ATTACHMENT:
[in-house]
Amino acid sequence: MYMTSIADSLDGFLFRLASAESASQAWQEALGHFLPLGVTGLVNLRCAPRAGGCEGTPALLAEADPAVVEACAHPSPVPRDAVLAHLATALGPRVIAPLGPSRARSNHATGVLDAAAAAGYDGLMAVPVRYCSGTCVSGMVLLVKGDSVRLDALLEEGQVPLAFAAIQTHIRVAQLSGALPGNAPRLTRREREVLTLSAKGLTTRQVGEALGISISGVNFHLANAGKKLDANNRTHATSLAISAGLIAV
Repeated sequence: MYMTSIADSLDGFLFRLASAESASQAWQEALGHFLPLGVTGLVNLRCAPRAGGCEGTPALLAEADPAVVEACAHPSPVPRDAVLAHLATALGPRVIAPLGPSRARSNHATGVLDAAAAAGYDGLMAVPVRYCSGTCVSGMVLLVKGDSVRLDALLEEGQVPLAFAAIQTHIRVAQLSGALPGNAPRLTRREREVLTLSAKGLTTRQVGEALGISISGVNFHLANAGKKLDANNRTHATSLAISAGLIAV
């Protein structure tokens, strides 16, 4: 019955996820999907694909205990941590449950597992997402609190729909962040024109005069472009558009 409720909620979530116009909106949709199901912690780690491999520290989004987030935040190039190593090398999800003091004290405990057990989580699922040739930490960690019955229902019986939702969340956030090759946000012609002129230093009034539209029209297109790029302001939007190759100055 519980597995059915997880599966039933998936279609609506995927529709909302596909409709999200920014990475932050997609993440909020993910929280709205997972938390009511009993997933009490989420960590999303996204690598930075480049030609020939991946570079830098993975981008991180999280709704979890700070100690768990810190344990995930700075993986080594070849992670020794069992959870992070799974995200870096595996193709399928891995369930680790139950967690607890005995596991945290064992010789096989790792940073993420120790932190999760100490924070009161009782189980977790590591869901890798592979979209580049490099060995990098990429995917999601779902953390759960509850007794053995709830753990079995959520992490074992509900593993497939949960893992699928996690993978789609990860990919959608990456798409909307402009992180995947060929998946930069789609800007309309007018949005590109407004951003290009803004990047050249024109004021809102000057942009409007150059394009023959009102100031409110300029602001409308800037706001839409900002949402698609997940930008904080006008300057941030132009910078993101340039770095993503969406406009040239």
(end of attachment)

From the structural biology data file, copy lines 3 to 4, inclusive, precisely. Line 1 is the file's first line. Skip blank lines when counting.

Repeated sequence: MYMTSIADSLDGFLFRLASAESASQAWQEALGHFLPLGVTGLVNLRCAPRAGGCEGTPALLAEADPAVVEACAHPSPVPRDAVLAHLATALGPRVIAPLGPSRARSNHATGVLDAAAAAGYDGLMAVPVRYCSGTCVSGMVLLVKGDSVRLDALLEEGQVPLAFAAIQTHIRVAQLSGALPGNAPRLTRREREVLTLSAKGLTTRQVGEALGISISGVNFHLANAGKKLDANNRTHATSLAISAGLIAV
């Protein structure tokens, strides 16, 4: 019955996820999907694909205990941590449950597992997402609190729909962040024109005069472009558009 409720909620979530116009909106949709199901912690780690491999520290989004987030935040190039190593090398999800003091004290405990057990989580699922040739930490960690019955229902019986939702969340956030090759946000012609002129230093009034539209029209297109790029302001939007190759100055 519980597995059915997880599966039933998936279609609506995927529709909302596909409709999200920014990475932050997609993440909020993910929280709205997972938390009511009993997933009490989420960590999303996204690598930075480049030609020939991946570079830098993975981008991180999280709704979890700070100690768990810190344990995930700075993986080594070849992670020794069992959870992070799974995200870096595996193709399928891995369930680790139950967690607890005995596991945290064992010789096989790792940073993420120790932190999760100490924070009161009782189980977790590591869901890798592979979209580049490099060995990098990429995917999601779902953390759960509850007794053995709830753990079995959520992490074992509900593993497939949960893992699928996690993978789609990860990919959608990456798409909307402009992180995947060929998946930069789609800007309309007018949005590109407004951003290009803004990047050249024109004021809102000057942009409007150059394009023959009102100031409110300029602001409308800037706001839409900002949402698609997940930008904080006008300057941030132009910078993101340039770095993503969406406009040239």